Incidentally, the radio has internal, user programmable, software settings for different worldwide frequency allocations. Enabling 4m TX and 60m comes under C2UK. If not already activated by the supplier, it’s a relatively straightforward button-pushing process to achieve. There’s an SD card slot on the left-hand side of the box, to back up all settings.

Just a thought… This radio may a be a strong consideration for travellers and overseas call holders.

You can opt to have the display clean and simple with say, A & B VFOs, mode settings and waterfall etc, or other features, in a sort of pick and mix fashion, allowing you to have more visual control over things such as both received and transmitted audio scope. There is so much to see, do and change that the handbook devotes some ten pages to this topic alone.

The screen can seem a little cluttered at first if you display too much information simultaneously. There is an option on the rear panel to connect a larger remote display.

I wondered why manufacturers still specify DVI-D sockets for radios when this standard has been eclipsed by HDMI, on modern external monitors. Was I missing something? The answer is, Yes.

Primarily it’s a licensing issue. Realistically, DVI-D has everything needed and adapter cables are available for all kinds of monitors. Here a strong word of caution. Folklore and fake news (the internet) says that some HDMI cables can damage your radio. What’s actually critical is that there should be no potential difference between the chassis earth of the radio and the monitor. Use only ‘earthed’ external devices monitors/ computers, etc. Avoid like the plague anything with a two-pin AC connector! Double check with a meter that there is 0 volts AC between the grounding of separate equipment’s before connecting anything!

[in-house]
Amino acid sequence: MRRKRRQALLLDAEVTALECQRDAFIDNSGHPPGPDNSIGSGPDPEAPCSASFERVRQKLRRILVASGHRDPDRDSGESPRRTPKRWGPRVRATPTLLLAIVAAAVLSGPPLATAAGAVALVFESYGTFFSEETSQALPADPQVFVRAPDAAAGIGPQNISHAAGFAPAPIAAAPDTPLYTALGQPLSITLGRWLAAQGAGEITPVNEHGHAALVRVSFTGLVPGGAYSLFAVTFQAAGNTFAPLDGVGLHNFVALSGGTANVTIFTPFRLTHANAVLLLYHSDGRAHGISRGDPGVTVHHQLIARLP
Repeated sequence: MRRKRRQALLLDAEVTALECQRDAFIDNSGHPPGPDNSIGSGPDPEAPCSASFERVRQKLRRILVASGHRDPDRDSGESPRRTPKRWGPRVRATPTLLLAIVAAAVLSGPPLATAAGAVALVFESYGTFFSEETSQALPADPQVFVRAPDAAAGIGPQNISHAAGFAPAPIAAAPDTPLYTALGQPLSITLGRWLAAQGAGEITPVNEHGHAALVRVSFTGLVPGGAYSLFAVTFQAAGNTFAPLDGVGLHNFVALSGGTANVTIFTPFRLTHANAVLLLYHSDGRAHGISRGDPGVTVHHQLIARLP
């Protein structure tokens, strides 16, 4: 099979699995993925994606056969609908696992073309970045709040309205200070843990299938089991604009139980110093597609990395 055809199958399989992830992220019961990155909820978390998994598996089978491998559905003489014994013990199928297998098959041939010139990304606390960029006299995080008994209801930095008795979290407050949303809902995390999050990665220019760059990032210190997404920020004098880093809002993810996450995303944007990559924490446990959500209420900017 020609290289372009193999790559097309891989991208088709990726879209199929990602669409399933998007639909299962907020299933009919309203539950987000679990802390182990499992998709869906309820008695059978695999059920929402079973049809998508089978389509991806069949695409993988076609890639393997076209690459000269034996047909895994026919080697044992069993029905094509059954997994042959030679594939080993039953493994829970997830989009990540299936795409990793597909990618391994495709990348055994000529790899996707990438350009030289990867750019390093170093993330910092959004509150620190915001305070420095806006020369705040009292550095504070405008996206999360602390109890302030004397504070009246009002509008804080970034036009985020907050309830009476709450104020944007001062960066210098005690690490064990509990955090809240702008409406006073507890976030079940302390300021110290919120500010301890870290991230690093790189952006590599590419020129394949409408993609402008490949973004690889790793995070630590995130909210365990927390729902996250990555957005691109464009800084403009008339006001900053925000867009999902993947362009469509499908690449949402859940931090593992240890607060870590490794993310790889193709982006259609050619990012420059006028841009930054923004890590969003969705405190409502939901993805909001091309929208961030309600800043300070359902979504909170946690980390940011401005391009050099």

Which brings me to the other connectors on the rear panel. There’s the usual range, including connections for remote external tuner/linear amplifier band switching, two USBs and RTTY/ Data.

The radio can be remotely controlled by CAT commands. You can also plug in Yaesu’s optional FH-2, desktop keypad, a great addition for contest calling from the memories.

It’s a sign of the times that the handbook has three whole pages devoted to interface cables and presetting everything for FT8, RTTY and PSK. These options appear on the pop-up Mode screen display together with a Pre-set legend, allowing data settings to be selected and pre-stored to a memory card, for different operating modes. While FT8 is flavour of the moment with many, don’t ignore PSK, simple quick and easy to set up. The popularity of data also appears to be making more band space for SSB/CW these days.